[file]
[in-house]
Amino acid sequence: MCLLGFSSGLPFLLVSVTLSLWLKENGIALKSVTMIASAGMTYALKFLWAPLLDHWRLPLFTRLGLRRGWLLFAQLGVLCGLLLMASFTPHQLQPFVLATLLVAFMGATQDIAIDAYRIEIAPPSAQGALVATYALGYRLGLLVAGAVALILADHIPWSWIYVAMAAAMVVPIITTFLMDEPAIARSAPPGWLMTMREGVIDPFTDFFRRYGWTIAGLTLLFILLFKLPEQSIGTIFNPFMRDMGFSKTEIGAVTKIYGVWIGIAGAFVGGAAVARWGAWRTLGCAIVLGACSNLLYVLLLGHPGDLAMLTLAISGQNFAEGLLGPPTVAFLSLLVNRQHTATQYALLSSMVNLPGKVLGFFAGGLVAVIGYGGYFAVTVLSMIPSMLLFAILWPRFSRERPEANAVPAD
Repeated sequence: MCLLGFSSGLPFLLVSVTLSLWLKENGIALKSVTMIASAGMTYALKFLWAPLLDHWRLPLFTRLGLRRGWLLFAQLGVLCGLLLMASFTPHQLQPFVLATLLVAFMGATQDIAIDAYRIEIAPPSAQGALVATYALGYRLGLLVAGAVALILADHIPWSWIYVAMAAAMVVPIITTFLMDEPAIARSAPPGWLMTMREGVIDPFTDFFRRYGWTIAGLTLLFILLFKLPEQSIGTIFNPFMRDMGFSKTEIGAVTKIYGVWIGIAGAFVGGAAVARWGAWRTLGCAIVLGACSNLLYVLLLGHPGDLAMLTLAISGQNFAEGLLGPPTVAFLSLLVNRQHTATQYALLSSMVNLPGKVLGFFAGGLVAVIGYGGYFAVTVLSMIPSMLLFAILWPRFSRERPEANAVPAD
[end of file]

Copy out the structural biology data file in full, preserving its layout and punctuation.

[in-house]
Amino acid sequence: MCLLGFSSGLPFLLVSVTLSLWLKENGIALKSVTMIASAGMTYALKFLWAPLLDHWRLPLFTRLGLRRGWLLFAQLGVLCGLLLMASFTPHQLQPFVLATLLVAFMGATQDIAIDAYRIEIAPPSAQGALVATYALGYRLGLLVAGAVALILADHIPWSWIYVAMAAAMVVPIITTFLMDEPAIARSAPPGWLMTMREGVIDPFTDFFRRYGWTIAGLTLLFILLFKLPEQSIGTIFNPFMRDMGFSKTEIGAVTKIYGVWIGIAGAFVGGAAVARWGAWRTLGCAIVLGACSNLLYVLLLGHPGDLAMLTLAISGQNFAEGLLGPPTVAFLSLLVNRQHTATQYALLSSMVNLPGKVLGFFAGGLVAVIGYGGYFAVTVLSMIPSMLLFAILWPRFSRERPEANAVPAD
Repeated sequence: MCLLGFSSGLPFLLVSVTLSLWLKENGIALKSVTMIASAGMTYALKFLWAPLLDHWRLPLFTRLGLRRGWLLFAQLGVLCGLLLMASFTPHQLQPFVLATLLVAFMGATQDIAIDAYRIEIAPPSAQGALVATYALGYRLGLLVAGAVALILADHIPWSWIYVAMAAAMVVPIITTFLMDEPAIARSAPPGWLMTMREGVIDPFTDFFRRYGWTIAGLTLLFILLFKLPEQSIGTIFNPFMRDMGFSKTEIGAVTKIYGVWIGIAGAFVGGAAVARWGAWRTLGCAIVLGACSNLLYVLLLGHPGDLAMLTLAISGQNFAEGLLGPPTVAFLSLLVNRQHTATQYALLSSMVNLPGKVLGFFAGGLVAVIGYGGYFAVTVLSMIPSMLLFAILWPRFSRERPEANAVPAD